Question # 183: Is it permissible in Islam to adopt hair styles that entail shaving part of the head and leaving the rest, such as the Mohican haircut, flattops, fades, etc.?
Bismi-llahi r-raḥmani r-raḥīm,
Assalamu ‘laikum warahmatullahi wabarakatuh,
All praise and thanks are due to Allah (سبحانه و تعالى), and peace and blessings be upon His Messenger (صلى الله عليه و سلم).
First of all, we implore Allah (سبحانه و تعالى) to help us serve His cause and render our work for His sake.
Shorter Answer: Shaving part of the head and leaving part of the hair is Qaza’ (tuft), which was forbidden by the Prophet (صلى الله عليه و سلم). It is considered changing the creation of Allah and spoiling people’s appearance, and it is an imitation of the non-believers. Qaza’ is makrooh (disliked), unless a person does it in imitation of the non-believers or evildoers, in which case it is haram, not just makrooh. Any hairstyle for men and women is allowed, as long as the following criteria are observed:
- Not to imitate the opposite gender;
- Not to shave or even trim a part of the head and leave the other part. The whole hair is to be trimmed; and
- Not to imitate the vicious, wicked, or immoral people in their hairstyle.
In conclusion, contemporary scholars hold two kinds of positions: some are stricter, in that they prohibit such stylist haircuts given the aspect of imitating the non-believers or evildoers; others are lenient in the matter given that these haircuts have become widespread and are not unique characteristics of the non-believers, although haircuts that entail shaving some part of the head and leaving the other unshaved is forbidden. Lastly, normal haircut like everyone else with little difference in length is permissible.
Long Answer: Before answering the questions, the following ahadith are worth mentioning:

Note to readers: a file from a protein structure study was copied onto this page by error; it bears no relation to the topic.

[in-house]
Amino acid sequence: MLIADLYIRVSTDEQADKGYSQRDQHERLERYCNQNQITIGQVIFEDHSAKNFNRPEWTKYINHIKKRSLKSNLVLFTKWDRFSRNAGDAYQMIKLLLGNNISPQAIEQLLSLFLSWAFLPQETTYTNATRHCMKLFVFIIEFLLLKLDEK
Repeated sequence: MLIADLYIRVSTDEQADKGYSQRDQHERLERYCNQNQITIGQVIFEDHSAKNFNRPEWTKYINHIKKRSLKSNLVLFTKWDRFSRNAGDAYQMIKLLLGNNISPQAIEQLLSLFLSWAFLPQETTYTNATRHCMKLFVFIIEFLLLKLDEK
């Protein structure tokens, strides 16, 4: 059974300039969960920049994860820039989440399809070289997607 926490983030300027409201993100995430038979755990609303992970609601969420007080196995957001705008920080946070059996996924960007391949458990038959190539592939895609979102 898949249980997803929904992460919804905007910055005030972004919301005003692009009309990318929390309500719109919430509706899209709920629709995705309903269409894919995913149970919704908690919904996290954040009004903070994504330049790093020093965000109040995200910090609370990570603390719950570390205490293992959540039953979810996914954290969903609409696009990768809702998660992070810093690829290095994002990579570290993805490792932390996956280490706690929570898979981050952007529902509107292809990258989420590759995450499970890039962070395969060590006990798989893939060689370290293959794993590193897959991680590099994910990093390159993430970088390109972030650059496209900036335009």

- Al-Bukhari and Muslim narrated from Ibn ‘Umar (رضي الله عنه) that the Messenger of Allah (صلى الله عليه و سلم) forbade Qaza’. Naafi’ (one of the narrators of the hadith) said, explaining Qaza’: Shaving part of a boy’s head and leaving part.
- Al-Nasa’i and Abu Dawood narrated from Ibn ‘Umar (رضي الله عنه) that the Prophet (صلى الله عليه و سلم) saw a boy part of whose head had been shaved and part of it left. He told them not to do that and said: “Shave all of it or leave all of it.” (Al-Albani classed it as sahih in Sahih al-Nasa’i)
- In Sunan Abi Dawood it is narrated that Anas ibn Malik (رضي الله عنه) saw a boy with his head shaved, leaving two braids or long locks, and he said, “Shave these or cut them, for this is the style of the Jews.”
Shaykh Muhammad ibn Ibraaheem was asked about that and he said: “With regard to hair, the Prophet’s guidance is either to leave it all alone or to remove all of it. He did not shave part of it and leave part of it. What some Muslims do, which is to shave part of the head and leave part, is the Qaza’ (tuft) which was forbidden by the Prophet (صلى الله عليه و سلم). This may take several forms:
- Shaving some parts of the head and leaving others
- Shaving the sides of the head and leaving the middle
- Shaving the middle and leaving the sides
- Shaving the front and leaving the back
- Shaving the back and leaving the front
- Shaving one side and leaving the other”
(Fataawa al-Mar’ah al-Muslimah)
It says in Sharh al-Iqnaa’: “Qaza’ includes shaving some places on the sides of the head, or shaving the middle and leaving the sides, as most of the Christians do, or shaving the sides and leaving the middle, as many of the foolish do, or shaving the front and leaving the back. Ahmad was asked about shaving the back of the head and he said: This is the action of the Magians, and whoever imitates a people is one of them. Thus it is known that it is not permissible to leave some parts of the hair longer than others.” (‘Abd-Allaah ibn Ghadyaan, ‘Abd al-Razzaaq ‘Afeefi, Ibraaheem ibn Muhammad Aal al-Shaykh) (Fataawa al-Lajnah al-Daa’imah)
Shaykh Ibn Jibreen said: “There is no doubt that [shaving hair on the sides and back of the head completely, and leaving only the hair on the top of the head] …is wrong and is blind following of others, and it comes under the heading of Qaza’. It was narrated that the Prophet (صلى الله عليه و سلم) forbade Qaza’; he saw a boy who had part of his head shaved and he said: “Shave all of it or leave all of it.” Moreover, this style is not beautification for either men or women, rather it is changing the creation of Allah and spoiling people’s appearance, and it is an imitation of the West in which there is no benefit, in addition to the cost involved, as it involves a lot of effort and spending money on something that is harmful, as is well known. We advise men not to adopt this western style and we advise women to stick with that which their mothers and grandmothers did, of letting their hair grow and braiding it, as this is more beautiful…” (Fatawa al-Shaykh Ibn Jibreen)